I don't want to suggest that only old people read newspapers, but I sure have gotten a lot of inquiries during the past few weeks about "The Best Exotic Marigold Hotel," an autumn-years comedy-drama intended to put a spring in its target audience's footstep, thanks to an all-star assembly of senior citizens headed by Judi Dench and Maggie Smith.
Arriving today at the Cordova Cinema and Ridgeway Four, "The Best Exotic Marigold Hotel" follows a group of Kipling-quoting British retirees lured by exaggerated promises of leisure and luxury to a once stately but ramshackle "palace" in Jaipur, India, where the earnest and clean-cut young manager (Dev Patel, the "Slumdog Millionaire") wants to "outsource old age."
A group of British retirees decide to "outsource" their retirement to less expensive and seemingly exotic India. Enticed by advertisements for the newly restored Marigold ...
Rating: PG-13 for sexual content and language
Length: 118 minutes
Released: May 4, 2012 Limited
Cast: Bill Nighy, Maggie Smith, Judi Dench, Tom Wilkinson, Dev Patel
Director: John Madden
Writer: Deborah Moggach
The seniors are intended to represent a cross-section of aging (white) England, though viewers may be more likely to think "Masterpiece Theatre" than "diversity."
Dench is a debt-ridden new widower whose diary jottings function as the film's voiceover narration; she immediately embraces India's "riot of color and noise."
Smith, who spends most of the film in a wheelchair, is a comically bigoted termagant with a bad hip who insists: "If I can't pronounce it, I don't want to eat it." The word "feisty" is expected to come to mind.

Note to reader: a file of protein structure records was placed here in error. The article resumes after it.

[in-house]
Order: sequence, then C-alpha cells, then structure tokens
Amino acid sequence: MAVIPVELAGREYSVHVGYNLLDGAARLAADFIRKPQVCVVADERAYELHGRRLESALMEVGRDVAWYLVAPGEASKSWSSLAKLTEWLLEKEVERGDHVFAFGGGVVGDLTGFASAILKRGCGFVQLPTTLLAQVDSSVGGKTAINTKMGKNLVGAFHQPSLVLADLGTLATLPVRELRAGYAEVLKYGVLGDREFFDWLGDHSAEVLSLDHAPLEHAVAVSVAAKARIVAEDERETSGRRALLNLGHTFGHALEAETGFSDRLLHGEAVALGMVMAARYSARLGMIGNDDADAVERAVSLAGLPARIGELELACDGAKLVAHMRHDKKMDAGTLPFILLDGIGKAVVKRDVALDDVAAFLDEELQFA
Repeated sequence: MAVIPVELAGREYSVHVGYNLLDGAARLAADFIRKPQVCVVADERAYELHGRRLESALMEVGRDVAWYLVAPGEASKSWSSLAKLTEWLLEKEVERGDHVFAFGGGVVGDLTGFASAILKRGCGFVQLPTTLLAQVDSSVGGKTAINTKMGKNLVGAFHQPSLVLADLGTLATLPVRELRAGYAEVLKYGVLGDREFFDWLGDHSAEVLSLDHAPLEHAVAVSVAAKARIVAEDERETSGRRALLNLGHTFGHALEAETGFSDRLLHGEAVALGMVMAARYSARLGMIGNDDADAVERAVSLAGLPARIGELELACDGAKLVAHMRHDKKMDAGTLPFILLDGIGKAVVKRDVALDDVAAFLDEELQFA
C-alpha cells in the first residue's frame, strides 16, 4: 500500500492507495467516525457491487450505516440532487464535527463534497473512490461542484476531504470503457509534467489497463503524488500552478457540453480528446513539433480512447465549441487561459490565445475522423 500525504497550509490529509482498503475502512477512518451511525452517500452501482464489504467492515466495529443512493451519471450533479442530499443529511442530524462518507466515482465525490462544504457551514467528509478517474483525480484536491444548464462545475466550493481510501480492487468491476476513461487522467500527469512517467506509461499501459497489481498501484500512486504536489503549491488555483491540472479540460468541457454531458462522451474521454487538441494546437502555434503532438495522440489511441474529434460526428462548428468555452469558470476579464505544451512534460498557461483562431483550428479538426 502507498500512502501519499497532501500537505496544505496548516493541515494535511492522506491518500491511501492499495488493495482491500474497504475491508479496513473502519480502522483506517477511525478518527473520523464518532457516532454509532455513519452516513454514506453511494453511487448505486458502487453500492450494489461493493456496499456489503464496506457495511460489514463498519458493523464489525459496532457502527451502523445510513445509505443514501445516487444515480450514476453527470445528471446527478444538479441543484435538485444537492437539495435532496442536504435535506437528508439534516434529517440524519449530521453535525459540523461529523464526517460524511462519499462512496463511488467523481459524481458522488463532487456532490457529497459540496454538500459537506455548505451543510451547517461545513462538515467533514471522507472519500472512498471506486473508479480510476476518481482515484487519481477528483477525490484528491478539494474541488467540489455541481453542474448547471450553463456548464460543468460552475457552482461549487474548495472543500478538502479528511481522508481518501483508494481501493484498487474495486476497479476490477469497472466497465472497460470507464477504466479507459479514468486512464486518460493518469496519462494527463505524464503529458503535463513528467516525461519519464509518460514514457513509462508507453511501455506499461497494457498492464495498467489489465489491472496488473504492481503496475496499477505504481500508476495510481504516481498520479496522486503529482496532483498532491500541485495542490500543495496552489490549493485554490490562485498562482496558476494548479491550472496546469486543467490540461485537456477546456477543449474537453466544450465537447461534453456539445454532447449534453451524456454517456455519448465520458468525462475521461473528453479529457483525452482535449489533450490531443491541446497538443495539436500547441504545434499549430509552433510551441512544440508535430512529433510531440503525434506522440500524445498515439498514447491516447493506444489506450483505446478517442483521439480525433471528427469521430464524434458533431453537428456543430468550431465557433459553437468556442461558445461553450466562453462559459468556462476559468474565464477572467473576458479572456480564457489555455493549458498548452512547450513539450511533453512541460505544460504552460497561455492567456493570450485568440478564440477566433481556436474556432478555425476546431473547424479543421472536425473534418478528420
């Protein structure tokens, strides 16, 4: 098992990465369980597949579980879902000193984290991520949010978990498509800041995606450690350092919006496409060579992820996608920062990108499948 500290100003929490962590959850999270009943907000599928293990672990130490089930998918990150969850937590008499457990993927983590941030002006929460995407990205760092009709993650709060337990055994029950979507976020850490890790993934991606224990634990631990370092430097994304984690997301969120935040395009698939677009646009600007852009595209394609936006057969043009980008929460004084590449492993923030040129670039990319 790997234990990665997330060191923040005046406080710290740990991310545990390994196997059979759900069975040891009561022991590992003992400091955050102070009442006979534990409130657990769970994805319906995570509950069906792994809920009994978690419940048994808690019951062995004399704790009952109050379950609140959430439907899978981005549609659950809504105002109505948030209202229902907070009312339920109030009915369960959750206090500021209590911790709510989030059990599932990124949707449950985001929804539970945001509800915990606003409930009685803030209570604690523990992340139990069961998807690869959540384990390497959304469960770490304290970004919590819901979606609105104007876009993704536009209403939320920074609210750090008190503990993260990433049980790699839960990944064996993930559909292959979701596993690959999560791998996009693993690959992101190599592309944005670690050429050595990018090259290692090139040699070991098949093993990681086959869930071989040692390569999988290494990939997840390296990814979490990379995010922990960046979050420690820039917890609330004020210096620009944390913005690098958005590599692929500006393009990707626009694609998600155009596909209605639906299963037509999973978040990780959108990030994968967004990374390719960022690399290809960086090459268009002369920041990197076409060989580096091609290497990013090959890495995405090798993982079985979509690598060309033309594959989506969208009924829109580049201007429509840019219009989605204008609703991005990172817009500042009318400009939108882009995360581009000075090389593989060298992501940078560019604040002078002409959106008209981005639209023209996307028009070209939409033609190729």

Tom Wilkinson is a soft-spoken judge with a secret whose story of lost love might have inspired a more interesting film than the one in which it appears.
Uptight Penelope Wilton and beleaguered Bill Nighy are an unhappily married couple; Celia Imrie is a flirty husband-hunter; and the appropriately named Ronald Pickup is a whiskery old goat of a lothario who comments: "I've still got it. I can't find anyone who wants it."
In the movie's only really funny exchange, Imrie asks Pickup: "You're not worried about the danger of having sex at your age?" Replies Pickup: "If she dies, she dies."
Of course, life in the so-called Best Exotic Marigold Hotel for the Elderly and Beautiful will prove to be transformative for all involved. Says the hotel manager: "In India we have a saying: Everything will be all right." This bit of wisdom is introduced early, and no doubt many moviegoers will be reassured by the promise of a happy ending. Others may feel they've been invited to an Indian restaurant where the buffet consists of white bread and boiled potatoes.
Adapted by screenwriter Ol Parker from a 2004 novel by Deborah Moggach, "The Best Exotic Motel" has enabled the too often neglected "mature" audience to demonstrate that it's an economic force to be reckoned with: Already a big hit, this "Motel" has earned $88 million at the box office in its first 12 weeks of limited international release.
Too bad this largesse didn't benefit a worthier cause. Directed by John Madden ("Shakespeare in Love"), the film is not just corny and predictable but poorly shot and constructed. The poor lighting and dull camera angles make India appear to be a dreary place, even late in the film, when most of the characters are supposed to have succumbed to its subcontinental charms.
The visuals are not just dim but dishonest. To suggest the chaos of the streets, a ride in the three-wheeled motorcabs known as "tuk-tuks" is shot with vertiginous angles and edited with a Veg-O-Matic; presented in this manner, even the progress of a tortoise across a Galapagos hillock would appear as reckless as a prison riot.
-- John Beifuss: 529-2394